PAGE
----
Nintendo Loses Wii Remote Patent Lawsuit, Ordered To Pay Out $10 Million

A jury has found that Nintendo infringed on a patent.


As with anything as popular as the Wii, Nintendo has faced numerous lawsuits over the years regarding its home console. One such case came to a close just this week--at least for now--with a jury ruling against Nintendo and ordering it to pay $10 million.

This particular lawsuit was first filed by the tech company iLife in Texas District Court back in 2013. It alleged that Nintendo had infringed on patents owned by iLife, claiming devices like the Wii, Wii Remote, and Wii U "contain systems or methods for body movement detection, body movement evaluation, body movement analysis, receiving body movement signals, analyzing body movement signals, responding to body movement signals, and remotely monitoring body movement signals." It was one of several such lawsuits iLife filed around that time.

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It's unclear what, exactly, iLife has used its patents for, and there were questions at the time if it was functioning as a patent troll. Despite that, the jury in the case against Nintendo has now reached a verdict, finding it did indeed infringe on one specific patent. As a result, Nintendo has been ordered to pay iLife $10.1 million--far less than the nearly $150 million iLife originally sought.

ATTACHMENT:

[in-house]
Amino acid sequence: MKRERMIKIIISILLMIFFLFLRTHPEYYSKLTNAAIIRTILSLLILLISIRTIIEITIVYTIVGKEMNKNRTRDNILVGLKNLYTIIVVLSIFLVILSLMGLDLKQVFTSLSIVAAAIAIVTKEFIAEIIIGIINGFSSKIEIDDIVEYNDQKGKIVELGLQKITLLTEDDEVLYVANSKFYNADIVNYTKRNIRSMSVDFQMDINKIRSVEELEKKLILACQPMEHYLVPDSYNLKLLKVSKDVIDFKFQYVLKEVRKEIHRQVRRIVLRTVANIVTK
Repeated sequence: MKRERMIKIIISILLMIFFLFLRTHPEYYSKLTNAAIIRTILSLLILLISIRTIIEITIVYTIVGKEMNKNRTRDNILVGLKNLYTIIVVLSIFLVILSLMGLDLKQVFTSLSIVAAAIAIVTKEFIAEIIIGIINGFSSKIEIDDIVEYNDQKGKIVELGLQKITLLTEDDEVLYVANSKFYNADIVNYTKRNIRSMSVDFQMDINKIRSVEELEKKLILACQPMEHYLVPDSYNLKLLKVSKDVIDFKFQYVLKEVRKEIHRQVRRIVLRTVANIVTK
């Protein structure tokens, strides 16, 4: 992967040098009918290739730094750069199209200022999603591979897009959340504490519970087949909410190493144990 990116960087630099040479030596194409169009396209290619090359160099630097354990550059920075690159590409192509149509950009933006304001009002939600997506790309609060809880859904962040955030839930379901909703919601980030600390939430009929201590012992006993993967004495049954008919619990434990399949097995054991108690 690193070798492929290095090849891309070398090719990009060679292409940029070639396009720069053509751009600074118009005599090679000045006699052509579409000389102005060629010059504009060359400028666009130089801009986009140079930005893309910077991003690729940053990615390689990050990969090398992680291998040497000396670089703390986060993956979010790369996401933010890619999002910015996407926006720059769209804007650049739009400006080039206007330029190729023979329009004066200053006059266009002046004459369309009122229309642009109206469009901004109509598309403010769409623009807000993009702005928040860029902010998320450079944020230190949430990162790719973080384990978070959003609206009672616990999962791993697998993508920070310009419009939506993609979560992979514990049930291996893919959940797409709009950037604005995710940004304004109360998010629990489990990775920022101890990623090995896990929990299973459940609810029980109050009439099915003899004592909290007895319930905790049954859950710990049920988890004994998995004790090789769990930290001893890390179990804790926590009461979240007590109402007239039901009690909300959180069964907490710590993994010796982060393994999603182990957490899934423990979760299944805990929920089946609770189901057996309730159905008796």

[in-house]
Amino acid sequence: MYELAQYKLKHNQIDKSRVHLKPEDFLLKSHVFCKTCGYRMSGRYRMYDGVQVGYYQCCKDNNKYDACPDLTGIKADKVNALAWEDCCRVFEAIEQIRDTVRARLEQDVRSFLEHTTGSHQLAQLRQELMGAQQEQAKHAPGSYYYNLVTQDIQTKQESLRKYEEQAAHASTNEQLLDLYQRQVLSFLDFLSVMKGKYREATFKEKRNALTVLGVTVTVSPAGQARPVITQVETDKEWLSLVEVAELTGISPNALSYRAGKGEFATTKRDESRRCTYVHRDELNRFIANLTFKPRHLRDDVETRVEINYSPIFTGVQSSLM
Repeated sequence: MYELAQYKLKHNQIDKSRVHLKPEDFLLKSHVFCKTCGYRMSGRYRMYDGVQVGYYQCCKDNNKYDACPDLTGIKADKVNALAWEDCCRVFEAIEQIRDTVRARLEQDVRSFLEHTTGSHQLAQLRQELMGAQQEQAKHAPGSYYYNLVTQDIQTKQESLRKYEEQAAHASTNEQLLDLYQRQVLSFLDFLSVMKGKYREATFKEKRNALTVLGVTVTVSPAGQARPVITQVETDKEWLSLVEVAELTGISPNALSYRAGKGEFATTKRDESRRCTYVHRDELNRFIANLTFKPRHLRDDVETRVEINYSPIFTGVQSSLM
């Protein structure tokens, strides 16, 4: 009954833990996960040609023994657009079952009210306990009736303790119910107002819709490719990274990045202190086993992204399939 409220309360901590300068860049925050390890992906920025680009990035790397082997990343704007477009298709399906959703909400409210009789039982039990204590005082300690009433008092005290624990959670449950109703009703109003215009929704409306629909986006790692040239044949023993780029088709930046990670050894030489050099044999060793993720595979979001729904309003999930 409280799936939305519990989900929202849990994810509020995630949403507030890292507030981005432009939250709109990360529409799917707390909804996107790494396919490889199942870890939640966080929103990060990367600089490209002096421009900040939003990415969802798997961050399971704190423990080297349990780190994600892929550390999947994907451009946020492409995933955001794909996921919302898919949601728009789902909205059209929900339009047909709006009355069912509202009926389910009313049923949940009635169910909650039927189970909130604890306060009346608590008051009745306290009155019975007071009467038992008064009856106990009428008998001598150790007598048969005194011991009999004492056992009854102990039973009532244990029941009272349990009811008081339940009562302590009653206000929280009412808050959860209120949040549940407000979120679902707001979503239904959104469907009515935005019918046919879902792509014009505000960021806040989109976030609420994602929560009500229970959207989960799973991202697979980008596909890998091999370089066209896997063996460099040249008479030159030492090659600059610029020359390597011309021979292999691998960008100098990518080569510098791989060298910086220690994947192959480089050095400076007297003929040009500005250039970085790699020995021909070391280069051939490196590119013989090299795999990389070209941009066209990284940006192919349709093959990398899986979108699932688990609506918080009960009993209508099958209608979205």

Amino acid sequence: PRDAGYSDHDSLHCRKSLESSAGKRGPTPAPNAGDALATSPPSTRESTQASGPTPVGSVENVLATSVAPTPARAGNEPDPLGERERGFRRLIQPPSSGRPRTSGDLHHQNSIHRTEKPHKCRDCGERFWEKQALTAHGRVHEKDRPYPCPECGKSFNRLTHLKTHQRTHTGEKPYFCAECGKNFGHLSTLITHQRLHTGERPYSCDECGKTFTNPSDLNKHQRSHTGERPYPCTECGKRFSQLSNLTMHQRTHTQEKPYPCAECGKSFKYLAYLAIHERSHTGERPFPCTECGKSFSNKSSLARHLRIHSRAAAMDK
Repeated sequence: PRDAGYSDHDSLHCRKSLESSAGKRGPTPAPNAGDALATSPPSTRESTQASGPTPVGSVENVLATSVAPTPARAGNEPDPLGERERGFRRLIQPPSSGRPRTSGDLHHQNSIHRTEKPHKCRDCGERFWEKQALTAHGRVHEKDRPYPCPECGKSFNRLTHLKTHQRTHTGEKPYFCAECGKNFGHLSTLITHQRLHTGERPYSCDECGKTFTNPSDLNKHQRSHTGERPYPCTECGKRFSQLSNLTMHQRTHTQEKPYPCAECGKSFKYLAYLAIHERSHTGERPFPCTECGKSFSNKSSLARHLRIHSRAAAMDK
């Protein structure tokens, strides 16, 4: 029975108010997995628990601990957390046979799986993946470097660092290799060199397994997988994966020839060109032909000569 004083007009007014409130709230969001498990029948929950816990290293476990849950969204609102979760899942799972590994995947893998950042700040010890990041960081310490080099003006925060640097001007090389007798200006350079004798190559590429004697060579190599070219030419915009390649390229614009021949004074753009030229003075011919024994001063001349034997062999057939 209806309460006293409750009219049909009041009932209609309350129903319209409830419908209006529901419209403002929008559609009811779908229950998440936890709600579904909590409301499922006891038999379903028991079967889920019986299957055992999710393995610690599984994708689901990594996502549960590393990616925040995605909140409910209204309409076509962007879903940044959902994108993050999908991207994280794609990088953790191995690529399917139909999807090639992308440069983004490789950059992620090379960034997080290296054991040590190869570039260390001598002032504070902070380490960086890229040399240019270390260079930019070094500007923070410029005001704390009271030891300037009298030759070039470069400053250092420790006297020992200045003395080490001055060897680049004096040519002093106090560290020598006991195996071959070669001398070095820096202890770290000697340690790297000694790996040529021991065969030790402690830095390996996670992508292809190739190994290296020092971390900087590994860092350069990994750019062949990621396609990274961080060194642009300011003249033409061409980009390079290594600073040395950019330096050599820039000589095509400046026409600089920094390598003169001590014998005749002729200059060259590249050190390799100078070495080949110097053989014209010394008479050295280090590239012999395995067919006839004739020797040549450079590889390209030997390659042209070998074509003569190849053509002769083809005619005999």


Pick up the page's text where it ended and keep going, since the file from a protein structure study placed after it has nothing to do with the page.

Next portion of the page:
As is to be expected, Nintendo said that it plans to appeal, meaning this process is not yet at its end. "On Aug. 31, 2017, a jury in Texas found that certain Wii and Wii U video game systems and software bundles infringed a patent belonging to iLife Technologies Inc. related to detecting if a person has fallen down," Nintendo said in a statement shared with GameSpot (first reported by Glixel). "The jury awarded iLife $10 million in damages. Nintendo disagrees with the decision, as Nintendo does not infringe iLife’s patent and the patent is invalid. Nintendo looks forward to raising those issues with the district court and with the court of appeals."

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